Machine learning based botnet identification traffic. / Azab, Ahmad; Alazab, Mamoun; Aiash, Mahdi.

Proceedings - 15th IEEE International Conference on Trust, Security and Privacy in Computing and Communications, 10th IEEE International Conference on Big Data Science and Engineering and 14th IEEE International Symposium on Parallel and Distributed Processing with Applications, IEEE TrustCom/BigDataSE/ISPA 2016. Tianjin, China : IEEE, Institute of Electrical and Electronics Engineers, 2016. p. 1788-1794 7847158.

Research output: Chapter in Book/Report/Conference proceedingConference Paper published in ProceedingsResearchpeer-review

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AU - Azab, Ahmad

AU - Alazab, Mamoun

AU - Aiash, Mahdi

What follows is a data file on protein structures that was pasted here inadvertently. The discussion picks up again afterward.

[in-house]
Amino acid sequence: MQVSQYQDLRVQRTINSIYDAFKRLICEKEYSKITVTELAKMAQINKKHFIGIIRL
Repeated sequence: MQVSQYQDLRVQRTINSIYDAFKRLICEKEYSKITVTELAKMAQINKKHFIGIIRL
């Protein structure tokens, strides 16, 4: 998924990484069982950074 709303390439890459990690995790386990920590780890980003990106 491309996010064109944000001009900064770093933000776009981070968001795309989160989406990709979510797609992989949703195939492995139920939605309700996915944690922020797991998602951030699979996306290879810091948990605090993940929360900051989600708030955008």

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N2 - The continued growth of the Internet has resulted in the increasing sophistication of toolkit and methods to conduct computer attacks and intrusions that are easy to use and publicly available to download, such as Zeus botnet toolkit. Botnets are responsible for many cyber-attacks, such as spam, distributed denial-of-service (DDoS), identity theft, and phishing. Most of existence botnet toolkits release updates for new features, development and support. This presents challenges in the detection and prevention of bots. Current botnet detection approaches mostly ineffective as botnets change their Command and Control (C&C) server structures, centralized (e.g., IRC, HTTP), distributed (e.g., P2P), and encryption deterrent. In this paper, based on real world data sets we present our preliminary research on predicting the new bots before they launch their attack. We propose a rich set of features of network traffic using Classification of Network Information Flow Analysis (CONIFA) framework to capture regularities in C&C communication channels and malicious traffic. We present a case study of applying the approach to a popular botnet toolkit, Zeus. The experimental evaluation suggest that it is possible to detect effectively botnets during the botnet C&C communication generated from new updated Zeus botnet toolkit by building the classifier using machine learning from an earlier version and before they launch their attacks using traffic behaviors. Also, show that there is similarity in C&C structures various Botnet toolkit versions and that the network characteristics of botnet C&C traffic is different from legitimate network traffic. Such methods could reduce many different resources needed to identify C&C communication channels and malicious traffic.